What's Wrong with Waterfall Design

     The most traditional of formal software design processes tend to be of a type known as waterfall. This is because a project goes in distinct stages where each stage overlaps only with the stage immediately before and after. As work progresses on a stage, it generates feedback to the prior stage -- and then later it receives feedback from the next stage. Thus, there is a stepped cascade from the beginning to the end.

     Common opinion among software experts is that the waterfall model is flawed and outdated. Nevertheless, I have seen it adhered to in major companies. Below I give a fairly balanced overview of the waterfall process, after which I describe the flaws in it.



  1. Requirements analysis and definition.
    Software requirements are a document which outlines the desired product features based on an analysis of the end user's needs and goals. Good requirements describe only what the user sees and does, not what happens in the computer. Thus, any discussion of algorithms or data structures belongs in a later stage, not in the requirements document. Ideally, the requirements should completely and unambiguously describe how the product will look from the end user's point of view.
  2. Design and Specification
    Based on the requirements, the developers create an in-depth design plan, or architecture. Work on the plan provides feedback to the requirements. Based on the design plan, priority is assigned to each requirement by weighing its gain against the estimated cost in time and money devoted to development.
    When the requirements are locked down, coding begins. Experience in the early phases of coding may provide feedback to the design plan, which may be altered to account for unanticipated problems.
  3. Coding and Module Testing
    This is the stage of actually writing the program or programs. It may be that as methods are coded, the programmers may see problems in the design plan. This provides feedback to the design plan, but note that in a strict waterfall model the requirements are not changed based on coding.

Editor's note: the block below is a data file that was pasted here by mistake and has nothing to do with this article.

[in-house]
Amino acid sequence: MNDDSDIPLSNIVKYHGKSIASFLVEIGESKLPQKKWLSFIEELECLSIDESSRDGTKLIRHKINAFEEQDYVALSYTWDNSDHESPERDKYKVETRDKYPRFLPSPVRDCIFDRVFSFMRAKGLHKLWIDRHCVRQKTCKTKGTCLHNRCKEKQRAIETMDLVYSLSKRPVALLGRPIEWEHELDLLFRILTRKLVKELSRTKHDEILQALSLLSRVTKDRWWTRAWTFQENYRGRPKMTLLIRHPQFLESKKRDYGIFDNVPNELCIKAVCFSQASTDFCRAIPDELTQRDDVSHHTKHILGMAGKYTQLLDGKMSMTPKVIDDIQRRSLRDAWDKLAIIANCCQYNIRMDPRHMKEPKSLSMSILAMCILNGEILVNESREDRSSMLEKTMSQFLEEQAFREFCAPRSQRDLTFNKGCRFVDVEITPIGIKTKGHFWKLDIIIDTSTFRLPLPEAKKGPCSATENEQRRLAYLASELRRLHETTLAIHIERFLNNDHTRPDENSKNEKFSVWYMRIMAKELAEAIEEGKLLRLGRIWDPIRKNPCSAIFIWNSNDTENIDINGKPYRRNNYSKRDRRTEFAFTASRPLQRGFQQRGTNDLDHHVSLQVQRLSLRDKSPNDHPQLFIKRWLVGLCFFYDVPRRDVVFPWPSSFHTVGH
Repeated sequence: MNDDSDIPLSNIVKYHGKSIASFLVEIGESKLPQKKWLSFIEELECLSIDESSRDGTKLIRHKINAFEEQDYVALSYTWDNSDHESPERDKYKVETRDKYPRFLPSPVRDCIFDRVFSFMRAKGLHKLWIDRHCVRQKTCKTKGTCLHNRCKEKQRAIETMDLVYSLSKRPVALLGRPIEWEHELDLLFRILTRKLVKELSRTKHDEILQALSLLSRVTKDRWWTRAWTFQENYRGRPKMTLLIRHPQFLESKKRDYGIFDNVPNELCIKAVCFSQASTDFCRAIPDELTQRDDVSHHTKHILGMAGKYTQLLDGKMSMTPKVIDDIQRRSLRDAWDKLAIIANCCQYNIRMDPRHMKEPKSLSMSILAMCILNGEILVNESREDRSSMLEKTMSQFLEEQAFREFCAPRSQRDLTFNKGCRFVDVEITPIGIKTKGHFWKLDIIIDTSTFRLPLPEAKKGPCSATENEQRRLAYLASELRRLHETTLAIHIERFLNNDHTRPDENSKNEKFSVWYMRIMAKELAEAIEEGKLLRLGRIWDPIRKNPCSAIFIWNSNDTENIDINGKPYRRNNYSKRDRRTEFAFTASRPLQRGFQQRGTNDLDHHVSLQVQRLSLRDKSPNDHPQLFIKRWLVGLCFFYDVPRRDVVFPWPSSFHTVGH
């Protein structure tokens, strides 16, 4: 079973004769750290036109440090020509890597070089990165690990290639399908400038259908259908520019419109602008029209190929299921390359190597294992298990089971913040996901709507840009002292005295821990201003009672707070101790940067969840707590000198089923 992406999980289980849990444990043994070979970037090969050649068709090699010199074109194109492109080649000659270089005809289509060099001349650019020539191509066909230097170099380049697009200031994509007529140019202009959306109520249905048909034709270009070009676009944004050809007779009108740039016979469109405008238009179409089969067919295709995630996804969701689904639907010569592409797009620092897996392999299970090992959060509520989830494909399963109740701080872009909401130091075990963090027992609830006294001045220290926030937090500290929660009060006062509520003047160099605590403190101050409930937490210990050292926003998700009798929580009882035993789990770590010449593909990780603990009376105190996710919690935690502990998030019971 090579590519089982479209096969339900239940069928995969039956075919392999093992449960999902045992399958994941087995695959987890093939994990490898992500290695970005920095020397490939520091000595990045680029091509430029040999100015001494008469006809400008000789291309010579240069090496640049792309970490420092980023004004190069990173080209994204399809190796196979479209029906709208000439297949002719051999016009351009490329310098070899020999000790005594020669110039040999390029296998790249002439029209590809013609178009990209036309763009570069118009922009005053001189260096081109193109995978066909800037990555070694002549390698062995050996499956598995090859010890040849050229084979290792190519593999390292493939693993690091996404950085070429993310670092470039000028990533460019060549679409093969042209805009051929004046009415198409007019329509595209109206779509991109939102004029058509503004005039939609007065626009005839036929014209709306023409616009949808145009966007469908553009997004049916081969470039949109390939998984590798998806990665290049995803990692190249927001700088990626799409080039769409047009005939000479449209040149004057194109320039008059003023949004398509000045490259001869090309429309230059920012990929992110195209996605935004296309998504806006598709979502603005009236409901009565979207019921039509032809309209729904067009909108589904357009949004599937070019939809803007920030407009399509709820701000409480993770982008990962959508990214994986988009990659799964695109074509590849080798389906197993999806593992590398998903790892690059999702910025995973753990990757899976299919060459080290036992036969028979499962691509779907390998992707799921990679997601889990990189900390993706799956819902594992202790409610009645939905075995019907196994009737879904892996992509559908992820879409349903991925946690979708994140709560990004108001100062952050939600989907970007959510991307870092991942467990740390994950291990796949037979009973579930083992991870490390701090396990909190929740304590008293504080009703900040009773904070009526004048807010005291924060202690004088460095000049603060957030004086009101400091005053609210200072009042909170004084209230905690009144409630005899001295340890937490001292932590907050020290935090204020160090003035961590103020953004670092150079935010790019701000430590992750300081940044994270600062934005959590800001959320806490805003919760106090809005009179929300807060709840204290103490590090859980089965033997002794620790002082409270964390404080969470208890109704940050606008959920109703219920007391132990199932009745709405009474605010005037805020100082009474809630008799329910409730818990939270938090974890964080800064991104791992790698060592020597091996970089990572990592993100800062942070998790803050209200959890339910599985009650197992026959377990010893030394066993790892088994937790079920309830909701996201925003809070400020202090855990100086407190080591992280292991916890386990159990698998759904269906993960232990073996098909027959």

When the code is functionally complete, the planning is over and testing begins. Based on feedback from system testing, bugs are tracked down and re-coded to fix them.
  4. Integration and System Testing
    This usually means user-level testing by Quality Assurance (QA) personnel rather than by programmers. They test the whole from the viewpoint of a user, and provide feedback to the programmers.



Requirements are imprecise:
An imprecise set of requirements is interpreted differently by different groups, causing errors in coordination. For example, Quality Engineering's test plan may fail to test a feature because it was not clearly communicated, and thus an untested feature is shipped to customers. On the other hand, other works in development might assume a feature exists and mistakenly point customers to the product's feature.
Requirements are too specific:
A requirements document with too many details of a particular solution locks developers into an implementation and prevents them from find a different solution that is easier, cheaper, or better.

Requirements are too complex:
Complex requirements fail to separate the product's pieces and describe them in simple and concise terms. As a result, developers devote more energy on less important features while failing to add simple features.

Qualities of Requirements

Good requirements have three main sets of qualities.

They are understandable from an end-user point of view:
Good requirements describe only what the user sees and does, not what happens in the computer. A useful rule of thumb is that any discussion of algorithms or data structures belongs in the design document, not in the requirements document. Focus on the end user's needs, not the computer's.
They are an unambiguous and describe the problem to be solved:
Identify everything that the end user sees or does. For GUI applications, include a full set of screen mockups to provide the necessary level of detail and completeness. For non-GUI applications, include to a set of standard system interface definitions and data exchange formats.
They are a concise list of identifiable features:
All requirements must be broken apart into distinct items so their priority may be moved up or down, if necessary. Each requirement should be assigned a number so item can be referred to in other documents and be tracked between different versions of the requirements document. Features should always be distinct, although some features can depend on others. For example, if there are two features, "A" and "B," B can depend on A, but A must be tested separately.

John H. Kim <jhkim@darkshire.net>
Last modified: Thu Jun 20 09:40:53 2002